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The strategy to solve a cubic equation is first to change it to the form $x^3+px+q=0$, i.e. to eliminate the squared term.

Cardano's method works well if there is only $1$ real root ($4px^3+27q^2>0$). If there are $3$ real roots ($4px^3+27q^2<0$), you can set $x=A\cos\theta$ ($A>0$). The equation becomes $$A^3\cos^3\theta+pA\cos\theta+q=0.$$ We choose $A$ so that $A^3\cos^3\theta+pA\cos\theta$ is proportional to the expansion of $\cos 3\theta$ in function of $\cos\theta$. Remember $\cos 3\theta=4\cos^3\theta-3\cos\theta$. So we must have $$\frac{A^3}4=\frac{pA}{-3}\iff A^2=\frac{-p}3\iff A=\sqrt{\frac{-p}3}\qquad\text{(we chose $A>0$)}.$$ We obtain $$-\frac p3\sqrt{-\frac p3}(4\cos^3\theta-3\cos\theta)=-q\iff\cos3\theta=-\frac q{-\dfrac p3\sqrt{-\dfrac p3}}$$ There remains to solve this standard trigonometric equation.

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  • $\begingroup$ Isn't the last line $cos^3 \theta$ $\endgroup$ – Prasanna Jul 17 '17 at 18:12
  • $\begingroup$ @Prasanna: in the l.h.d. of the last line, yes . Thanks for pointing it! $\endgroup$ – Bernard Jul 17 '17 at 18:16
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Oh, right. The method used is due to Gauss, before Galois theory by about 30 years. Found it in chapter 9, section 2, of Galois Theory by David A. Cox.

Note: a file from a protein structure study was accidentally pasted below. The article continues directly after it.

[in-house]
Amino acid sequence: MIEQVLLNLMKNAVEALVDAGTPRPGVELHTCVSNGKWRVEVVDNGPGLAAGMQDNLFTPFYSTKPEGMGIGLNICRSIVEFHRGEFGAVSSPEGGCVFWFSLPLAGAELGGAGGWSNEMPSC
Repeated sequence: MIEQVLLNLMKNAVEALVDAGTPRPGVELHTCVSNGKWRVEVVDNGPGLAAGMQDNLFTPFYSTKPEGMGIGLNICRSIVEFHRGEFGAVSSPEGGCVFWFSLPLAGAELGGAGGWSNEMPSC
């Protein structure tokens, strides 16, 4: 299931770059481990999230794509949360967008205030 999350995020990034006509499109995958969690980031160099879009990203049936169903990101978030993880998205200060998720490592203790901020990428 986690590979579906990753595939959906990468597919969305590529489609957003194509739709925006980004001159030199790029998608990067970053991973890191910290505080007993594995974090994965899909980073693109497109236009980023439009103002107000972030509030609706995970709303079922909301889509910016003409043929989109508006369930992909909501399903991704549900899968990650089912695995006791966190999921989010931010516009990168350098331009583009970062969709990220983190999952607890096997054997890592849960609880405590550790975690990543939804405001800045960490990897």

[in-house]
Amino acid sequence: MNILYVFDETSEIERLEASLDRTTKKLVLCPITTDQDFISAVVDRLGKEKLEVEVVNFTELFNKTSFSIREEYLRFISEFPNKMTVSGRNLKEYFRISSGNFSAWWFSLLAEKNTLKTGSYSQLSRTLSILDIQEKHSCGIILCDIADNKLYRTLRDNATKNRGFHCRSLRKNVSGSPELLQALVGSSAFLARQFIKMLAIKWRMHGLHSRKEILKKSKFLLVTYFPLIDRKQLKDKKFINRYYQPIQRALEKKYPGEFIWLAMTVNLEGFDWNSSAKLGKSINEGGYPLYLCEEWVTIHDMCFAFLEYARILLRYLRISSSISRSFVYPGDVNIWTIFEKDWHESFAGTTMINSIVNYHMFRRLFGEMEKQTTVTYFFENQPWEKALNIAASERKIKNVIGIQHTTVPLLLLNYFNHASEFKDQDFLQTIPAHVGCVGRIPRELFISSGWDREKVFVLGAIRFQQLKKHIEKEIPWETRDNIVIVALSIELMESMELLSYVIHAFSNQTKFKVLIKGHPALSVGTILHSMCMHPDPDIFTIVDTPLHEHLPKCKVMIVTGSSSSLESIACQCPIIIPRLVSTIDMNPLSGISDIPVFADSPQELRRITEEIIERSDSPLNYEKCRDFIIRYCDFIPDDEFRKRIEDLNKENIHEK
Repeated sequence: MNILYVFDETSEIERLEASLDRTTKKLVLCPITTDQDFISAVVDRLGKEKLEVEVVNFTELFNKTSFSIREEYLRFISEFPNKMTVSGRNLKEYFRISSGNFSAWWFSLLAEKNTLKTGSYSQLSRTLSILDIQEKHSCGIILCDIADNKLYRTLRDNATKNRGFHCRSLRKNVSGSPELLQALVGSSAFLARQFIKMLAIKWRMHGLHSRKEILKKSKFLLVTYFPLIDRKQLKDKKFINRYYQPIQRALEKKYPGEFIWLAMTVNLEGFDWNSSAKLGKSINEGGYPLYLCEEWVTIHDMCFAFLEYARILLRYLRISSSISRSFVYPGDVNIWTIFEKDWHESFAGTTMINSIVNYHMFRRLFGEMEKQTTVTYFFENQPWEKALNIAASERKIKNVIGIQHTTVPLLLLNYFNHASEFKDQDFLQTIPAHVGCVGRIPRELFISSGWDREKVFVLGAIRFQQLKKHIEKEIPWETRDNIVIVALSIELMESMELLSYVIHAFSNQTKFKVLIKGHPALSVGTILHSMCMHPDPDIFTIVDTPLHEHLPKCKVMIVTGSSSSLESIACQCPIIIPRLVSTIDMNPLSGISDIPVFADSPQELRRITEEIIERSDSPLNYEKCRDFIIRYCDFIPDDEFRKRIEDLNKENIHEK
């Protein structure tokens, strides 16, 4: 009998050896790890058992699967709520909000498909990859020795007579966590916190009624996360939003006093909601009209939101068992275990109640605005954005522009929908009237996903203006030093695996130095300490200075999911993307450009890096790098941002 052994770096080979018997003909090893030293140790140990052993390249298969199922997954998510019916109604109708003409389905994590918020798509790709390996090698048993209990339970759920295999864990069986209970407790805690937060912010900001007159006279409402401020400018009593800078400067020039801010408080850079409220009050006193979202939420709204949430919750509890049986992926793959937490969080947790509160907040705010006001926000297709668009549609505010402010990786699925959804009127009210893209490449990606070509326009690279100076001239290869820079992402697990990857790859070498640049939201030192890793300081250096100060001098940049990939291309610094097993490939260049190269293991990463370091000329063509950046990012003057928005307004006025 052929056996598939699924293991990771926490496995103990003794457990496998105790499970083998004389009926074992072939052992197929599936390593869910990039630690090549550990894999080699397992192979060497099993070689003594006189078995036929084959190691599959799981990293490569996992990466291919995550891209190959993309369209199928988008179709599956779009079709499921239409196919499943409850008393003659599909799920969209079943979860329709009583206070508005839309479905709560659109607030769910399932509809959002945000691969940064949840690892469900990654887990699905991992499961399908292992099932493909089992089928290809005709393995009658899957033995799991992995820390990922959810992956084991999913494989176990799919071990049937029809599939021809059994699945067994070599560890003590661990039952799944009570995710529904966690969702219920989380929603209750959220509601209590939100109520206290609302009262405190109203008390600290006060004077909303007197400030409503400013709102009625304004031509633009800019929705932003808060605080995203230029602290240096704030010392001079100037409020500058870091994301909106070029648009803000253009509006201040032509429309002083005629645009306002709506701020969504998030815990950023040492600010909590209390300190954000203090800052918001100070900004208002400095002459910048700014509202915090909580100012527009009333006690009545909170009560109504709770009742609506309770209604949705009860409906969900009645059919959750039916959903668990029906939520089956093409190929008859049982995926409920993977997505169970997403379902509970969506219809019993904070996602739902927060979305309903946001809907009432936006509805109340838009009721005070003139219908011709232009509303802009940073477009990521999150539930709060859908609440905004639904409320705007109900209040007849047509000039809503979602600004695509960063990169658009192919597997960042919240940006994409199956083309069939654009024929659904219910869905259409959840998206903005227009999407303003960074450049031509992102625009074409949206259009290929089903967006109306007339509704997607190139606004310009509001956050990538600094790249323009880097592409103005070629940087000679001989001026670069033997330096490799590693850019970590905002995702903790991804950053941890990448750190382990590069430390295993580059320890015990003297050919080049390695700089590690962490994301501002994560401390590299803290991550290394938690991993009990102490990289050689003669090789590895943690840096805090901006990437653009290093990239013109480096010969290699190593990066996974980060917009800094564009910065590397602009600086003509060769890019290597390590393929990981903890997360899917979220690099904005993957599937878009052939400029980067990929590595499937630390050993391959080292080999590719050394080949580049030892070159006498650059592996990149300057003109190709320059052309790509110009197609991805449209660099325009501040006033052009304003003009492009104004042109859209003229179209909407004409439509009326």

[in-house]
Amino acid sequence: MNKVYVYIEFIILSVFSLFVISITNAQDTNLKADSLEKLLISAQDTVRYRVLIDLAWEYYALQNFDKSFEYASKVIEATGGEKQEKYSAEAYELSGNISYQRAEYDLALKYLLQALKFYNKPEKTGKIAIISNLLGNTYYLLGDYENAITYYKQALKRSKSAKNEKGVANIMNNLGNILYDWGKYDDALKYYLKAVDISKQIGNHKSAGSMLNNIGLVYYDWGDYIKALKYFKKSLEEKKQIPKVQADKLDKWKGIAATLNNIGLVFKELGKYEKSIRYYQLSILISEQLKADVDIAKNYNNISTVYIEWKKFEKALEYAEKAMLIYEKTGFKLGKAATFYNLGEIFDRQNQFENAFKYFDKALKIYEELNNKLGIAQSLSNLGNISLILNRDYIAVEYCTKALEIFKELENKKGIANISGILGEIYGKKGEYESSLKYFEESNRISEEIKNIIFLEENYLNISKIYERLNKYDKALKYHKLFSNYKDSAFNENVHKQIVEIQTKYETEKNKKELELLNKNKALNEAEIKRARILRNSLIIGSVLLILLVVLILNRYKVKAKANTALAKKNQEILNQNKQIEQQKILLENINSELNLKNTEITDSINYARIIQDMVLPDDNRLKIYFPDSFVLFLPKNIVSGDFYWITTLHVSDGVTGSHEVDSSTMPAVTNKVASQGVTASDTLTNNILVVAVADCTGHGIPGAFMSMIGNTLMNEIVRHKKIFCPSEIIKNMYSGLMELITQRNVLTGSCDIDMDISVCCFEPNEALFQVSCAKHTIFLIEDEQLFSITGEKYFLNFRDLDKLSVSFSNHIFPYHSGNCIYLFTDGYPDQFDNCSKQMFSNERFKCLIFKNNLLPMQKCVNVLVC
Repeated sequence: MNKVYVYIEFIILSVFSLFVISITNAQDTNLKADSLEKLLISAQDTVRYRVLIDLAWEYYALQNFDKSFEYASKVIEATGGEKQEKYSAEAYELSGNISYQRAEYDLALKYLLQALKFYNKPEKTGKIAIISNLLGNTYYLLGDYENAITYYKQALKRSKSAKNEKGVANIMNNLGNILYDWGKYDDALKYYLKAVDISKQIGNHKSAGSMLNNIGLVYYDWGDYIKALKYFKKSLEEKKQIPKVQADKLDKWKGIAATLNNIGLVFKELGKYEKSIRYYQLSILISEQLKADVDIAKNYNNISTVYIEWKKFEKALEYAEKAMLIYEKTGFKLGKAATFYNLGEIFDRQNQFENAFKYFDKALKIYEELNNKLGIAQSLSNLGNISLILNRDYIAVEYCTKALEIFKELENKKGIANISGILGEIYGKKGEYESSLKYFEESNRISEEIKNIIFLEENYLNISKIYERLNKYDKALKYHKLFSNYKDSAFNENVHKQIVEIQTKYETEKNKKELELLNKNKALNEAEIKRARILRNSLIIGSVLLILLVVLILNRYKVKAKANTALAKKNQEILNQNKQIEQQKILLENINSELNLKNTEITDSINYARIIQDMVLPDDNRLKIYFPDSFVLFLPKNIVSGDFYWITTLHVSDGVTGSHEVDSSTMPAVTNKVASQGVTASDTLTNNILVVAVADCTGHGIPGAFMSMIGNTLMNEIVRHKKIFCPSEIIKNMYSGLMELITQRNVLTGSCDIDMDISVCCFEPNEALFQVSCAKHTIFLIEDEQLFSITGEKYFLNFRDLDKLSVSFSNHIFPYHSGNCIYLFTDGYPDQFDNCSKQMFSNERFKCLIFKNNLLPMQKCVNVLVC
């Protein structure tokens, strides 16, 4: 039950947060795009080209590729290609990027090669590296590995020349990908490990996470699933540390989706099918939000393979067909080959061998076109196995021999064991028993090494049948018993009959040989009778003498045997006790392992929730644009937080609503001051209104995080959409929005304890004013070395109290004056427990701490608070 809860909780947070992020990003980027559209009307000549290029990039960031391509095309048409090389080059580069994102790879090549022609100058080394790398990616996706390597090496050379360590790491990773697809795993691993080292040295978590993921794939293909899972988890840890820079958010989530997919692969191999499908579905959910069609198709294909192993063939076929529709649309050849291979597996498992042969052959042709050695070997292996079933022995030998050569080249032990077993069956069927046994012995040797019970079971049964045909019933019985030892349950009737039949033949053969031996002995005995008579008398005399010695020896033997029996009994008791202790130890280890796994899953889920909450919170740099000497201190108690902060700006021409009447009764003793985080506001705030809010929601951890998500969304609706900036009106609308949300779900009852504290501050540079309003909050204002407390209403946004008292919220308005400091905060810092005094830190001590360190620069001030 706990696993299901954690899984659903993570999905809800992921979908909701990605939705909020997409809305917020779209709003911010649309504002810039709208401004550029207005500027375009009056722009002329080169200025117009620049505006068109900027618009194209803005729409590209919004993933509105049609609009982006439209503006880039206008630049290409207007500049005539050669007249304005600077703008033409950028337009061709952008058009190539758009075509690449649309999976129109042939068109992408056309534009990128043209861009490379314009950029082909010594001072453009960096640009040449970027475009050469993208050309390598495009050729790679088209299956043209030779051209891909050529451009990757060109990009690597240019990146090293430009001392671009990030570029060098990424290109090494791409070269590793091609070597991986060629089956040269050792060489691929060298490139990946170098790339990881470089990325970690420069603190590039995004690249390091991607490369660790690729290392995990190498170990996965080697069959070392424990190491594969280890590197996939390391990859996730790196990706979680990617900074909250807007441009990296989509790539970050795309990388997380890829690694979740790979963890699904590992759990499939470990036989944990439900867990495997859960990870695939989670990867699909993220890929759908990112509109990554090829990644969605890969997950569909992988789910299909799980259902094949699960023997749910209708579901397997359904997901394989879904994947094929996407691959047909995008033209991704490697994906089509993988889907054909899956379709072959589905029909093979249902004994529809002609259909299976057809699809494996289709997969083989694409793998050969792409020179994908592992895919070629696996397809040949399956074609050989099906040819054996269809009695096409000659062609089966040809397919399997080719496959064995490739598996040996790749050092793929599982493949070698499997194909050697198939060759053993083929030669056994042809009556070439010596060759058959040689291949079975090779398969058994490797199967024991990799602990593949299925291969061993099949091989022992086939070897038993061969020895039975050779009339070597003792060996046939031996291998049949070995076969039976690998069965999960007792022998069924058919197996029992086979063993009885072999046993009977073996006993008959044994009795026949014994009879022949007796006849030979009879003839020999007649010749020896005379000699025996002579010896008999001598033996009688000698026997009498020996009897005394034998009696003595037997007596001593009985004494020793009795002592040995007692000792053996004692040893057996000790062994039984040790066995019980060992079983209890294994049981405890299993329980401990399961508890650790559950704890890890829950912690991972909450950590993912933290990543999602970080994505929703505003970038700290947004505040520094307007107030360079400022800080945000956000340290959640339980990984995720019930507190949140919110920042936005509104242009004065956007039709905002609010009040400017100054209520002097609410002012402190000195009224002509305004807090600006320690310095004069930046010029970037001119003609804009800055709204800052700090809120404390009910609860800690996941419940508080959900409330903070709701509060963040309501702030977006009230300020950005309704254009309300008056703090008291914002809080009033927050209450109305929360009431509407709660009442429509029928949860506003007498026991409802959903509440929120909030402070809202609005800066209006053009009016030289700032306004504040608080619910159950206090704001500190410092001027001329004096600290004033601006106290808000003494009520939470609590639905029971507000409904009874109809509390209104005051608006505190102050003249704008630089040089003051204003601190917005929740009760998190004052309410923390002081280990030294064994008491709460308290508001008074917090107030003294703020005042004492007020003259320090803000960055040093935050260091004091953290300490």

I adjusted my program for quintics. Cubics with three real roots, which can be written as a sum of numbers of the form $2 \cos \left( \frac{2 k \pi}{p} \right),$ where we have a prime $p \equiv 1 \pmod 3,$ for small $p$ are:

  x^3 + x^2   - 2 x - 1   prime  7 zeta  exponents 6^k
  x^3 + x^2   - 4 x + 1   prime  13 zeta  exponents 5^k
  x^3 + x^2   - 6 x - 7   prime  19 zeta  exponents 8^k
  x^3 + x^2   - 10 x - 8   prime  31 zeta  exponents 15^k
  x^3 + x^2   - 12 x + 11   prime  37 zeta  exponents 8^k 
  x^3 + x^2   - 14 x + 8   prime  43 zeta  exponents 2^k
  x^3 + x^2   - 20 x - 9   prime  61 zeta  exponents 8^k 
  x^3 + x^2   - 22 x + 5   prime  67 zeta  exponents 3^k
  x^3 + x^2   - 24 x - 27   prime  73 zeta  exponents 7^k 
  x^3 + x^2   - 26 x + 41   prime  79 zeta  exponents 12^k 
  x^3 + x^2   - 32 x - 79   prime  97 zeta  exponents 19^k
  x^3 + x^2   - 34 x - 61   prime  103 zeta  exponents 3^k 
  x^3 + x^2   - 36 x - 4   prime  109 zeta  exponents 2^k 
  x^3 + x^2   - 42 x + 80   prime  127 zeta  exponents 5^k 
  x^3 + x^2   - 46 x + 103   prime  139 zeta  exponents 8^k 
  x^3 + x^2   - 50 x - 123   prime  151 zeta  exponents 3^k 
  x^3 + x^2   - 52 x + 64   prime  157 zeta  exponents 2^k
  x^3 + x^2   - 54 x - 169   prime  163 zeta  exponents 5^k 
  x^3 + x^2   - 60 x - 67   prime  181 zeta  exponents 6^k
  x^3 + x^2   - 64 x + 143   prime  193 zeta  exponents 11^k 
  x^3 + x^2   - 66 x + 59   prime  199 zeta  exponents 12^k
  x^3 + x^2   - 70 x - 125   prime  211 zeta  exponents 8^k 
  x^3 + x^2   - 74 x - 256   prime  223 zeta  exponents 13^k
  x^3 + x^2   - 76 x - 212   prime  229 zeta  exponents 2^k 
  x^3 + x^2   - 80 x + 125   prime  241 zeta  exponents 17^k